March 7, 2011:
Ivory Coast has suffered over 400 dead in the last few months, as the loser in a recent election disputes that outcome. Actual losses may be 2-3 times higher, because journalists and other investigators are getting shot at. More than 250,000 people have fled the violence. The most important export, cocoa, has become increasingly difficult to get out of the country because of the increasing violence. Thus the price of cocoa has hit a 32 year high of over $3,700 a ton. It was not supposed to work out this way.
Despite a four year long ceasefire, and recent elections foreign observers declared free and fair, Ivory Coast has been sliding once more into civil war. The presidential elections, held four months ago, were won by the northern (rebel) candidate (former prime minister Alassane Ouattara). Laurent Gbagbo, who won a legitimate election in 2000, declared the vote a fraud, and had himself declared the winner, with 51 percent of the vote. But the foreign observers and the UN insisted that Ouattara had won with 54 percent. While Ouattara has the support of most of the people, Gbagbo has the support of most of the people with guns, and those guns are increasingly used against anyone who openly opposes Gbagbo. The UN has condemned Gbagbo, and imposed more and more sanctions. Gbagbo has not been impressed, and no one wants to go in and try to disarm Gbagbo's trigger-happy supporters. If full scale civil war resumes, the deaths could be much higher (the tens of thousands.)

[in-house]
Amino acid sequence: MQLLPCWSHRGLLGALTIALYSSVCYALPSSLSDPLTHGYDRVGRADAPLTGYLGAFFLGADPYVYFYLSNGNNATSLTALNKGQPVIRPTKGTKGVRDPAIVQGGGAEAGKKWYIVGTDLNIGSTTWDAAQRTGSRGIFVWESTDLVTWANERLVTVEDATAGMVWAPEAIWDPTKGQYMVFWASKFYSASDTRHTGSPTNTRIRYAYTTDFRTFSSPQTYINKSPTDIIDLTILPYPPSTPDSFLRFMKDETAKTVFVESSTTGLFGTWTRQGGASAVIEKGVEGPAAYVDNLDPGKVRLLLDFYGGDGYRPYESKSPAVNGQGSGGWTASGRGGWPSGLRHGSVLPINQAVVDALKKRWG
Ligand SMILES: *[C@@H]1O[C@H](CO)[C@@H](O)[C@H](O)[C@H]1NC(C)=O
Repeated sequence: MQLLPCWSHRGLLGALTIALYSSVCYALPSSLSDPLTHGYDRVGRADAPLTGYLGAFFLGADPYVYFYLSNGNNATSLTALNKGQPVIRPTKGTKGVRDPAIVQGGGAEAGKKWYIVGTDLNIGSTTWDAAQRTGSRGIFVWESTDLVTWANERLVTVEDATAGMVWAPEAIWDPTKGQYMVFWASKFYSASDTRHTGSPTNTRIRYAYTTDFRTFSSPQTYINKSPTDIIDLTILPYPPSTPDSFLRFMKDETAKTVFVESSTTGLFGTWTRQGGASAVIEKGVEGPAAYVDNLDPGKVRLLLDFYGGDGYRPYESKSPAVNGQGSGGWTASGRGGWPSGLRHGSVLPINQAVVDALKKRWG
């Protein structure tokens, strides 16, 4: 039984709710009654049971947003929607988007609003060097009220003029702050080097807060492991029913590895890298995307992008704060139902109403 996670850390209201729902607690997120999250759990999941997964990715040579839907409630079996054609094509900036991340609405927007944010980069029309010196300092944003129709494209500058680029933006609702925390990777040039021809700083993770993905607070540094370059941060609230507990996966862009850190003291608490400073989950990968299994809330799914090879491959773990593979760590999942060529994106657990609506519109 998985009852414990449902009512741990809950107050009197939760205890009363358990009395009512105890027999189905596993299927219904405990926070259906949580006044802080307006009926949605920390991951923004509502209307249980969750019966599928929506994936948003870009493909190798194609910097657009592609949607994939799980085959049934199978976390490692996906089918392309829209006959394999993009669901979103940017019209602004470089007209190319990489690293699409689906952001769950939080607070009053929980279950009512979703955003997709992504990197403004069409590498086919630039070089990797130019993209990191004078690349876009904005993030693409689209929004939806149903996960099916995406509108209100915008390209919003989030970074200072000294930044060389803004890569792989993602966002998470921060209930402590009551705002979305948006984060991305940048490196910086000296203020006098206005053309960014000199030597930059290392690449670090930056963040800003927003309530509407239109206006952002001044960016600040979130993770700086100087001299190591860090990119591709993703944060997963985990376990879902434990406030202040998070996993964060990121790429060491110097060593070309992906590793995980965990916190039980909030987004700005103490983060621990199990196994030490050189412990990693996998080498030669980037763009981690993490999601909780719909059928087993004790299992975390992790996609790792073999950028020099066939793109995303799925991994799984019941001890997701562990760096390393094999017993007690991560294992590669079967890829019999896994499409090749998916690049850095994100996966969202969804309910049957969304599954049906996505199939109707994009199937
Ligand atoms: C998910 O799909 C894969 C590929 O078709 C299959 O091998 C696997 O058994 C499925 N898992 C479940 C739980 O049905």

A former French colony and the world's top cocoa producer, Ivory Coast was once regarded as a haven of peace and stability, until a 1999 coup that toppled president Henri Konan Bedie. Long considered a peaceful country, that welcomed millions of immigrant workers to sustain a booming economy after its independence from France in 1960, up to 40 percent of the 16 million population is now foreign. The immigrants inflamed political, religious and ethnic frictions between the largely Muslim north and the predominantly Christian south and west.
Until his death in 1993, these disputes were kept under control by the country's post-independence president, Felix Houphouet-Boigny. But like Yugoslavia in the 1990s, the ancient ethnic and religious animosities were still there, and were exploited by rival politicians after Houphouet-Boigny was gone. Elections were held and Laurent Gbagbo, a southern nationalist, won. He tried to improve his control of the country by forcing northerners out of the security forces, and have millions of them declared foreigners, and ineligible to vote.
This led to the first round of fighting in 2002. The French sent in troops, to at least prevent escalation, and with UN help, a ceasefire was achieved in 2003. But in late 2004, the ceasefire was broken with government air raids on rebel bases in the north. There were several dozen casualties, and a rebel controlled TV station was damaged. A resumption of the ground war was prevented by 6,000 UN peacekeepers, and 4,000 French troops, patrolling the 400 kilometer long border between government controlled southern Ivory Coast, and the rebel controlled north. The UN stopped all humanitarian work in the country for a while. Southern troops were prevented from going north by peacekeepers, but northerner supporters in the south were attacked. The southerners also hired some Su-25 ground attack aircraft (along with pilots and maintenance personnel) from Belarus, and these were used to attack French troops, killing nine of them. The French retaliated, wiping out the southerner's air force, and creating a rift between the nationalist southerners and France.
France and the UN slowly persuaded Gbagbo and his opponents to stop shooting and agree to an election to decide who is in charge. That didn't turn out too well.